The only thing the conservatives will do in going forward will bring about the premature deaths of the weakest in society along with being at war with whomever they chose
    Not much at all of a manifesto but at least it is the truth

  4. I worked in local politics for many years and learned never to trust a Liberal. Their descendents seem just as bad, if not worse.

  5. I voted for Ed Davey last time around but probably won't this time. I won't be voting Lib Dem unless they replace him, and there's no sign of them doing that. I'm sure local parties have the power to de-select MPs, as the party is more internally democratic than the Tories or Labour, but I guess there must be enough people there who've spent their life working for him and think his being a minister is a crowning achievement. There are also plenty of right-wing libertarians in the Lib Dem party.

    The comment about 6th formers eager to play men's games is spot on. I always believed they caved in because they wanted the privileges of office, not because there were "difficult decisions to be made". Lots of people voted for them because they were Labour voters in constituencies were they were the only opposition to the Tories. Now these people will vote Labour because they know that if they vote yellow, they'll get blue.

    1. I was told by my LibDem MP that she *had* to follow the party line as she had "an unpaid job in the government* where I can do more good for people, but rebelling against the party will lose me that job." My response to which was "You have a *paid* job... it is as MP for this constituency. Do the job you are paid to do and represent the people who are paying you." I got no further response.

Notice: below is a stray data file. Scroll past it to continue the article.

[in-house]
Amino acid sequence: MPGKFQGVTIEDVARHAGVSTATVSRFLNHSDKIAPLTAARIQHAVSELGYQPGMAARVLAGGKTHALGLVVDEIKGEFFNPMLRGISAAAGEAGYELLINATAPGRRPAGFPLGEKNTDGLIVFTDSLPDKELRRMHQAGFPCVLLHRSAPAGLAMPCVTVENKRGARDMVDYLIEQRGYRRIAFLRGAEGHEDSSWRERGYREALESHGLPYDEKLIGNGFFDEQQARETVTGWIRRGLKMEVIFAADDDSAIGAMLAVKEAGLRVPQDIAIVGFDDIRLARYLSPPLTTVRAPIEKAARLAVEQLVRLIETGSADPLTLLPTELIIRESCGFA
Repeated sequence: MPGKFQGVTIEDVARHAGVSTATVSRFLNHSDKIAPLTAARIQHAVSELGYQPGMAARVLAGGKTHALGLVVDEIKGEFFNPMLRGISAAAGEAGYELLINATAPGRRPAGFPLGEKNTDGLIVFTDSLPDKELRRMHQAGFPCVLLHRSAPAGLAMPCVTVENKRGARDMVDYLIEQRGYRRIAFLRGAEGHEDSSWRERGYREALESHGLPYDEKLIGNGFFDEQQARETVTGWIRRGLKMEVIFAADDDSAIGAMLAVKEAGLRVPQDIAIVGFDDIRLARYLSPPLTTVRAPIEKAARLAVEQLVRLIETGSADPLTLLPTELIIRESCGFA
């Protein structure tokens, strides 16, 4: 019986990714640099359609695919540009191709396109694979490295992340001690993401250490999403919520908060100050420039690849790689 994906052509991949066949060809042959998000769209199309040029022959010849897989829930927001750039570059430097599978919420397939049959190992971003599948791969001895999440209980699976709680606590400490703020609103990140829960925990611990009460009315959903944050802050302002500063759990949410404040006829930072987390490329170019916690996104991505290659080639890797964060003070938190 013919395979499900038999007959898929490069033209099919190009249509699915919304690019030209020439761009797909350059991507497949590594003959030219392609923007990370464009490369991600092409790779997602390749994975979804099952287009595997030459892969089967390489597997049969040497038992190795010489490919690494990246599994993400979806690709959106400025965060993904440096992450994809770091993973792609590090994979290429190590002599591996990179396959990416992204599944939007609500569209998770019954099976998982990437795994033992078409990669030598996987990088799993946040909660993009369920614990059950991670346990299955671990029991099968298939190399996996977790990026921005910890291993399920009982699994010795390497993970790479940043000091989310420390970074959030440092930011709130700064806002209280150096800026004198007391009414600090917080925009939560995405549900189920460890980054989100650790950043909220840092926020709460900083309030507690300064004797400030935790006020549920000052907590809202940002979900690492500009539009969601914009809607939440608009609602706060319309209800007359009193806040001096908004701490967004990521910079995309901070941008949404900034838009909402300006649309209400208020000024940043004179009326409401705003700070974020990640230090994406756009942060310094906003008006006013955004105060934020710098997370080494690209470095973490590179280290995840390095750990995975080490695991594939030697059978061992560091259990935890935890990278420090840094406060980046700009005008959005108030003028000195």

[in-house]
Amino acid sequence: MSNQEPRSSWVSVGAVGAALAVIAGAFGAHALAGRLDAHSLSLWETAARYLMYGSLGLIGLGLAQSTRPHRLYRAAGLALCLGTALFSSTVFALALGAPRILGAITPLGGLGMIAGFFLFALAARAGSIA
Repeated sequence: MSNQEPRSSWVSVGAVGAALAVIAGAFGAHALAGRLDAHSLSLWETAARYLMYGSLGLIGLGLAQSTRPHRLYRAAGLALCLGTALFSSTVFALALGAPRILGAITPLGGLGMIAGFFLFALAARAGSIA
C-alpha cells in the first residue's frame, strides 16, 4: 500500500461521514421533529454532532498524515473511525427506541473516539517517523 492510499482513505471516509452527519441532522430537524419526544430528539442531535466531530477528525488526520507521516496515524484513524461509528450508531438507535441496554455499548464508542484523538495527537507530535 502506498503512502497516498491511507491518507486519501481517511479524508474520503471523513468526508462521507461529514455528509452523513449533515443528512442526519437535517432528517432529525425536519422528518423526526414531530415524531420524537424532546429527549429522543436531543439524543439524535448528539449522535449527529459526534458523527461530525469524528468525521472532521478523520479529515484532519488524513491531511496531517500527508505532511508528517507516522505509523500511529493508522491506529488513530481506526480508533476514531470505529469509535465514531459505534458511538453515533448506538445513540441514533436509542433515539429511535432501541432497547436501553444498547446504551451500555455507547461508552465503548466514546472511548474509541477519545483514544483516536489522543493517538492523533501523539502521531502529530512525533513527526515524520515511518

*the "unpaid job" is/was, I believe, as assistant or something to our least favourite Tory.

  6. It is a shame those that watch Westminster never pay attention to Holyrood.

    There they would have seen Jim Wallace sell his commitment to things like Student finances disappear as far back as 1999 for that same sniff of a ministerial car seat.

    They never could be trusted

    Some of the SNP branches last night claimed as many in attendance as the keynote speeches of the LibDem NATIONAL conference.

    If true this speaks volumes. The pictures from the halk looked bad enough that I had thought them spoofs, maybe taken as they were setting up.

    Now I have to take them at face value. Empty hall, empty promises, hollow claims of victory over Indyref to bolster their hollow record of "achievement"

  7. We voted Lib-Dem. :( B is saying Clegg couldn't have done better for the Tories if he'd been a plant. And he did work for the Tories initially....